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West Memphis set to tackle major wastewater project

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Multimillion- dollar renovation will address drainage, flooding, more

[email protected] It has been a long time in the planning but the West Memphis Utility Department is pulling the trigger on a massive project to make much-needed upgrades to one of the most vital components of the city’s infrastructure.

“As you know, the city’s existing wastewater treatment facilities and sewer pipes are aging, undersized, and in need of repair,” said city social media coordnator Nick Coulter. “Last week, Mayor McClendon and West Memphis City Council voted to approve a $32.4 million wastewater system infrastructure project, that will drastically improve our wastewater system and have an immediate impact on flooding in our city. “

The infrastructure plan will improve major components of the city’s existing wastewater facility including installing additional pumps, and generators, repair over 500 manholes, repair miles of sewer mains, upgrade disinfecting UV modules, construct three new water clarifiers, and construct four miles of new sewer force mains.

Coulter outlined some of the project’s details.

• The sewer pump station at S. 22nd and E. Monroe will be rebuilt and will have its dedicated force main to the sewer treatment plant. This will improve sewer service to a large section of the city east of S. 7th.

• The sewer pump stations near Walmart and at Lehr/Ten Mile Bayou will be rebuilt/upgraded and will have their dedicated force main. This will improve sewer service to a large area of the city between North Avalon and Clement.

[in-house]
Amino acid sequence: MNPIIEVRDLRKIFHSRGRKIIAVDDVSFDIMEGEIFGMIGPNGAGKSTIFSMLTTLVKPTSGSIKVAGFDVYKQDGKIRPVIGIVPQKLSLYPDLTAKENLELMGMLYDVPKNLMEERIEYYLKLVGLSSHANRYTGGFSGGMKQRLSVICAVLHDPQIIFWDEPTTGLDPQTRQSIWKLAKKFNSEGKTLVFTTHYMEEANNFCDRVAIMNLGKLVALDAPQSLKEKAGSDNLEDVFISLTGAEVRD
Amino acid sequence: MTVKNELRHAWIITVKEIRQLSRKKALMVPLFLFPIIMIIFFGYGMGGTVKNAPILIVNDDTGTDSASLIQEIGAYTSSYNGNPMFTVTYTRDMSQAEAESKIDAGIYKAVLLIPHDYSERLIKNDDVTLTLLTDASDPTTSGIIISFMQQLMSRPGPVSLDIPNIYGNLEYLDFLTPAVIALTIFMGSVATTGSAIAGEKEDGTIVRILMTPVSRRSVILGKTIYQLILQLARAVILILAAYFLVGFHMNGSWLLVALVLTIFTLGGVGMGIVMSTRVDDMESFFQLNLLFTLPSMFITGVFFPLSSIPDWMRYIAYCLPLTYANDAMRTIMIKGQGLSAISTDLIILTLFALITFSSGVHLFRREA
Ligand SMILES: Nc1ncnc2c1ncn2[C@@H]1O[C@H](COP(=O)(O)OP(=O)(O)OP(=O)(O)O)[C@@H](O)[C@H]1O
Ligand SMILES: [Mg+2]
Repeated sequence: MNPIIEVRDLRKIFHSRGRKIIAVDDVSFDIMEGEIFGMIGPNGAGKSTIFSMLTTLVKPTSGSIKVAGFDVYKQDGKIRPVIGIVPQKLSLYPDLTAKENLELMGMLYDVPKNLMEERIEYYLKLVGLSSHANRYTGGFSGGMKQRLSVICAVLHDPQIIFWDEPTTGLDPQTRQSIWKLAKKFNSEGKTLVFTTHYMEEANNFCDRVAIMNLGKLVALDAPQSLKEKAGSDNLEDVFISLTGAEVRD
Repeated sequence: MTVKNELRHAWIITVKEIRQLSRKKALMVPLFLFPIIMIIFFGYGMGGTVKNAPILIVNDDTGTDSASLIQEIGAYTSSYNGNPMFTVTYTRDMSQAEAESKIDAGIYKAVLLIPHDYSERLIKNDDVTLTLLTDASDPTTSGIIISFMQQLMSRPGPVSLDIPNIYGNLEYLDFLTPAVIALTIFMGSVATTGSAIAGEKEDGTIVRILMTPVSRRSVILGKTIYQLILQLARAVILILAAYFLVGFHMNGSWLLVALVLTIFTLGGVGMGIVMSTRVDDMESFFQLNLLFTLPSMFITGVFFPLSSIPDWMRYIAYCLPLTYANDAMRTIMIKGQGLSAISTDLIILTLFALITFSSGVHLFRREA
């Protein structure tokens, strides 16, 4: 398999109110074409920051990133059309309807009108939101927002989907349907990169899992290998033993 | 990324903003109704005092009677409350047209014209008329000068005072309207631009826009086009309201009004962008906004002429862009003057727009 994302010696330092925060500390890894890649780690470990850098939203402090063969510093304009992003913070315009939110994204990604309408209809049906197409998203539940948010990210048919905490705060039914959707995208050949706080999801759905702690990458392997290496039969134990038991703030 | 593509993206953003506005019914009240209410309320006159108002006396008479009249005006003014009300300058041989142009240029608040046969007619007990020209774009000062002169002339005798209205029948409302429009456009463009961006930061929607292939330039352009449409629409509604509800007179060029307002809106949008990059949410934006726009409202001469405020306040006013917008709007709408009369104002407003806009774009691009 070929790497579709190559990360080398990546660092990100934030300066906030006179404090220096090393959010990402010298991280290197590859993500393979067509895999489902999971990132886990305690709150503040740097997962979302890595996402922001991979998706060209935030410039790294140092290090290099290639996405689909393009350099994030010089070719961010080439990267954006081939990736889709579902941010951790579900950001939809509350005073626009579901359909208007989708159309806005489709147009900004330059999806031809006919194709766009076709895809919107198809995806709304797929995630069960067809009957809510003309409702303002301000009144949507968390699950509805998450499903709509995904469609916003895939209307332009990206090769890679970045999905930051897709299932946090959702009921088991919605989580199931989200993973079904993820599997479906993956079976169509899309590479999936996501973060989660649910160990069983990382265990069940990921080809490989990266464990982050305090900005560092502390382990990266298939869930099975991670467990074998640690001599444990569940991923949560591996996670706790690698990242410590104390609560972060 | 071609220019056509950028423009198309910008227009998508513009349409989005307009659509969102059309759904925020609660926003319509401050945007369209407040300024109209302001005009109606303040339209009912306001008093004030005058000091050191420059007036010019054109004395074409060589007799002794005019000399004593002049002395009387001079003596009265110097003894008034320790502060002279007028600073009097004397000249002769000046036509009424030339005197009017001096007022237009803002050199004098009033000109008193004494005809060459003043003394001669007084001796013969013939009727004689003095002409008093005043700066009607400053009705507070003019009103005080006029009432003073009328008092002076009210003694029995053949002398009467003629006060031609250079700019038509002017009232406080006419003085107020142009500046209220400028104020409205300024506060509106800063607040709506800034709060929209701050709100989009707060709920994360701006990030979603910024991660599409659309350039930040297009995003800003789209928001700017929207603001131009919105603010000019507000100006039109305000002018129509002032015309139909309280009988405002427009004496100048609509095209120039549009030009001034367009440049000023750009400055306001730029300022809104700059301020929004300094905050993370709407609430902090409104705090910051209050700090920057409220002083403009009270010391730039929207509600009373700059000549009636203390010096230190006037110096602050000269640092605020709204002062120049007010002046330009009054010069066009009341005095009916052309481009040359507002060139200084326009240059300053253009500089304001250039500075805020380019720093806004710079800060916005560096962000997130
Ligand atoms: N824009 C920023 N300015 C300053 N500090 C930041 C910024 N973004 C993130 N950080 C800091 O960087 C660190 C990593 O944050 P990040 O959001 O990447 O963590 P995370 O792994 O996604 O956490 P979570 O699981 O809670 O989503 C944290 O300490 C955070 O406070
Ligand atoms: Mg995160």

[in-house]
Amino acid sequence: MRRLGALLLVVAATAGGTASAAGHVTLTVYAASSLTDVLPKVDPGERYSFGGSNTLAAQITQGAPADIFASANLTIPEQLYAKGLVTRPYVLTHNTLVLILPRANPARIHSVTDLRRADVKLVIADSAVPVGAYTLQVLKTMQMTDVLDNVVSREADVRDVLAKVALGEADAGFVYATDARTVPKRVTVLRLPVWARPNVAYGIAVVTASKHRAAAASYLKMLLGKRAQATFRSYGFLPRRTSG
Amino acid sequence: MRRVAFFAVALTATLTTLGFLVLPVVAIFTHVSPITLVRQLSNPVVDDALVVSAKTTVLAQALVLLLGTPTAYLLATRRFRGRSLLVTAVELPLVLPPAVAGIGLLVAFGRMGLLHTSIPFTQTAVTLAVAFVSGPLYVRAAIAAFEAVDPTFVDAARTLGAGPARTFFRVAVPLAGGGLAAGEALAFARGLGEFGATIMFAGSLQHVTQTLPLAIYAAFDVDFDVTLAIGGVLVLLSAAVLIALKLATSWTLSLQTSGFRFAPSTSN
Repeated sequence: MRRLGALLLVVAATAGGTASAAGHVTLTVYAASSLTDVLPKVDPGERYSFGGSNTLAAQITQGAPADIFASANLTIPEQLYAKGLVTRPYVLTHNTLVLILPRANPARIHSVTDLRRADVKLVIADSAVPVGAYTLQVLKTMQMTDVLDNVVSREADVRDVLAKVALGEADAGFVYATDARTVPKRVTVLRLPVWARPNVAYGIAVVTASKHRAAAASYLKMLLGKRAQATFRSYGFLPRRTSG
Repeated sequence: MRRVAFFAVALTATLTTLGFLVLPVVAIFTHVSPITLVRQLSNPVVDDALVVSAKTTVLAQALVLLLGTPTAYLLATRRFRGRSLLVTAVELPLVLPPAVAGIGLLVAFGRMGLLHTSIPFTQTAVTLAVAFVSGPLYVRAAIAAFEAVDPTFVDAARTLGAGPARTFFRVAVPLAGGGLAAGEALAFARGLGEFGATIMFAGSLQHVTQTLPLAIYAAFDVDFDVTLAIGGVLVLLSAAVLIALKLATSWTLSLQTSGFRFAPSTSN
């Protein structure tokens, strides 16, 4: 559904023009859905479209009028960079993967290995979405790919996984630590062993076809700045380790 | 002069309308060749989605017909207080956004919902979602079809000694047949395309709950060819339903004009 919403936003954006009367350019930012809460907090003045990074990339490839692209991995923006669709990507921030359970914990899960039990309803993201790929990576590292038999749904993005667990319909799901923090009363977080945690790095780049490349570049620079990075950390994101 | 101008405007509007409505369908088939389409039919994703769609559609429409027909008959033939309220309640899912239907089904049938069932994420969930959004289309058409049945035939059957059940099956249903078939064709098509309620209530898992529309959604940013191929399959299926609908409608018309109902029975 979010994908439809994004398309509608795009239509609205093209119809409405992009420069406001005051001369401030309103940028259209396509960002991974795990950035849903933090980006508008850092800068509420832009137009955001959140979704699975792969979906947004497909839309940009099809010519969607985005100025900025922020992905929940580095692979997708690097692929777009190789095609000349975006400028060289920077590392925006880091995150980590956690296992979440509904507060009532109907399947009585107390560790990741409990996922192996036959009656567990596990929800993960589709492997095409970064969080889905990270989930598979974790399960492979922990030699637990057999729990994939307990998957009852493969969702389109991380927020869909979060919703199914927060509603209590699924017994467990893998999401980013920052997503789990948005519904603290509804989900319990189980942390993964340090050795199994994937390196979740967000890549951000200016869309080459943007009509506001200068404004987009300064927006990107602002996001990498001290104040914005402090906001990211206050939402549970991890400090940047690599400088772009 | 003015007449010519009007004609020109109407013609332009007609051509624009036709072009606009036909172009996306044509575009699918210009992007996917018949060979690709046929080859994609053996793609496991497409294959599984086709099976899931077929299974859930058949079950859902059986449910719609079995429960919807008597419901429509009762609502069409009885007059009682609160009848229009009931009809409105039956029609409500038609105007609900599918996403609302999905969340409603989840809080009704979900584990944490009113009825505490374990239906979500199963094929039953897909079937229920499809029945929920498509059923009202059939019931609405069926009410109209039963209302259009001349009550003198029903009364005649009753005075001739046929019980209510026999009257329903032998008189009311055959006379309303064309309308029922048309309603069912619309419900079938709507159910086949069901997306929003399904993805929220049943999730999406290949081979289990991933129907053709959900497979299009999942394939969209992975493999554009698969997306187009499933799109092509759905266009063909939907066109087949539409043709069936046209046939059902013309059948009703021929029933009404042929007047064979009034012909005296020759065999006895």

• The sewer pump station at the end of S Avalon has been rebuilt and upgraded to handle the additional flow from the new force main from the Walmart area.

• The Sewage Treatment Plant will be upgraded to double its capacity from

Continued on Page 3 WASTEWATER (cont.)

6.3 million gallons a day to over 12 million gallons a day. It will have the capacity to handle over 18 million gallons a day, temporarily, during heavy rains. This will improve residential sewer service during heavy rains.

• State-of-art disinfecting UV modules and three new water clarifiers will be included in the Sewer Treatment Plant upgrade.

• A backup generator is also included in the Sewage Treatment Plant upgrade. This will improve the reliability and resiliency of the system (and will ensure residents’ bathrooms will still work) during a natural disaster or power failure.

• As we saw in February, power failures in other parts of the country can impact West Memphis’ power supply. Even when our power grid is working properly, we may be told that we must cut back on our power usage, which is known as load shedding.

With the addition of the generator system at the Sewage Treatment Plant plus the existing one at the Water Treatment Plant, we can turn those generators on to meet our load shedding order without impacting residential electrical service.

• Over 500 manholes will be repaired to eliminate stormwater from leaking into them during heavy rains. Such leakage can double the amount of water the Sewage Treatment Plant receives and is why residential sewer service is impacted during heavy rains. We want all the money we are spending on upgrading the Sewage Treatment Plant to go to improving sewer service, not treating rainwater.

• The sewer mains throughout the city are another major source of rainwater leakage. To combat this, several miles of mains will be lined, in place, with a sealant that will stop the leakage. This will also prevent sinkholes.

While the price tag for the project is hefty, there was some good news, according to Coulter.

“This multi-year project is set to be completed by late 2023,” he said. “All without adding any rate increases.”

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